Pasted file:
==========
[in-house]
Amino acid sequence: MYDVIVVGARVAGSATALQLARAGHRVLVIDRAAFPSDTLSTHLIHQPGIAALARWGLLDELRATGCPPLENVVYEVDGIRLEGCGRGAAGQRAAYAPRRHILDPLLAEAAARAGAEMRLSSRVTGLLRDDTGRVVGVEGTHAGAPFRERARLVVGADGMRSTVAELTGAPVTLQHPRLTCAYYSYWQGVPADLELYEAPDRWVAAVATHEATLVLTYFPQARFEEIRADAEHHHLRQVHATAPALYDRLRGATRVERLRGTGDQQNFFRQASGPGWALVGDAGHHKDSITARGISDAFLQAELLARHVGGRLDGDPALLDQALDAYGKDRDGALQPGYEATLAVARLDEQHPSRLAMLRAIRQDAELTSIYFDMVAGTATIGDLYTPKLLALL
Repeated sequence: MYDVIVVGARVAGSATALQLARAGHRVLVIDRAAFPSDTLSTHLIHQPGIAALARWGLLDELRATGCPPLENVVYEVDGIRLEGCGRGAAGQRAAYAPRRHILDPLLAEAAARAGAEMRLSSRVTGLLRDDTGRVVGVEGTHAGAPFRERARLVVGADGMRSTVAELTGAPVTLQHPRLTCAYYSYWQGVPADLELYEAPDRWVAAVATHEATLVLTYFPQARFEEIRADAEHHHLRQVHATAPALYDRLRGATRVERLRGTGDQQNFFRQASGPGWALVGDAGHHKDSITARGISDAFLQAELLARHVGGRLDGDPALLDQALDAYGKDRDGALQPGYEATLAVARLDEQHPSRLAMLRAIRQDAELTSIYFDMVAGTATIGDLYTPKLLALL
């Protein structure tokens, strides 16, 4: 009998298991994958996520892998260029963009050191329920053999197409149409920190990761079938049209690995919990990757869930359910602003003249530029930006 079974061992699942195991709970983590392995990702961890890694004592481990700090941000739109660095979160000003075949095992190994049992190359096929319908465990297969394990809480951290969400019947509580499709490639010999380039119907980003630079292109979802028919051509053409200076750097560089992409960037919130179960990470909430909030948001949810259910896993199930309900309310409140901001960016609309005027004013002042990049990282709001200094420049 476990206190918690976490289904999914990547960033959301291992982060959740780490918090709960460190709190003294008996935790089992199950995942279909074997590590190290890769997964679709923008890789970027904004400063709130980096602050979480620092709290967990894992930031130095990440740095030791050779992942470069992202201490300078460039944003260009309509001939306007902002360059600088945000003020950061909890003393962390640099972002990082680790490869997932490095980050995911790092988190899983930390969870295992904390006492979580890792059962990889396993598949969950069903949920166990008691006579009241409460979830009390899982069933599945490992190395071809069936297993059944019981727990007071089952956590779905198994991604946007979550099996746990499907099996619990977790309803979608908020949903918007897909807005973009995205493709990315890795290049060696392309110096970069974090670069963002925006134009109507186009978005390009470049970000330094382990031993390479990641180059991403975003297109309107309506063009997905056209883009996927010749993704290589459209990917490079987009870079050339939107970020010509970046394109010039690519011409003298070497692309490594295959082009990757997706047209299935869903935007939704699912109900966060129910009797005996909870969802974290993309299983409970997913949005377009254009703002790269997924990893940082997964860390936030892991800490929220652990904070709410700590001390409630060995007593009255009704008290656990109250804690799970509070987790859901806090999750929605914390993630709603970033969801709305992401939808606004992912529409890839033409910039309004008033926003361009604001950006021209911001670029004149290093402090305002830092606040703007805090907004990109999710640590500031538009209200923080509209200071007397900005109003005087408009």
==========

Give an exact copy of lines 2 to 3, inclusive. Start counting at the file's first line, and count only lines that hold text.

Amino acid sequence: MYDVIVVGARVAGSATALQLARAGHRVLVIDRAAFPSDTLSTHLIHQPGIAALARWGLLDELRATGCPPLENVVYEVDGIRLEGCGRGAAGQRAAYAPRRHILDPLLAEAAARAGAEMRLSSRVTGLLRDDTGRVVGVEGTHAGAPFRERARLVVGADGMRSTVAELTGAPVTLQHPRLTCAYYSYWQGVPADLELYEAPDRWVAAVATHEATLVLTYFPQARFEEIRADAEHHHLRQVHATAPALYDRLRGATRVERLRGTGDQQNFFRQASGPGWALVGDAGHHKDSITARGISDAFLQAELLARHVGGRLDGDPALLDQALDAYGKDRDGALQPGYEATLAVARLDEQHPSRLAMLRAIRQDAELTSIYFDMVAGTATIGDLYTPKLLALL
Repeated sequence: MYDVIVVGARVAGSATALQLARAGHRVLVIDRAAFPSDTLSTHLIHQPGIAALARWGLLDELRATGCPPLENVVYEVDGIRLEGCGRGAAGQRAAYAPRRHILDPLLAEAAARAGAEMRLSSRVTGLLRDDTGRVVGVEGTHAGAPFRERARLVVGADGMRSTVAELTGAPVTLQHPRLTCAYYSYWQGVPADLELYEAPDRWVAAVATHEATLVLTYFPQARFEEIRADAEHHHLRQVHATAPALYDRLRGATRVERLRGTGDQQNFFRQASGPGWALVGDAGHHKDSITARGISDAFLQAELLARHVGGRLDGDPALLDQALDAYGKDRDGALQPGYEATLAVARLDEQHPSRLAMLRAIRQDAELTSIYFDMVAGTATIGDLYTPKLLALL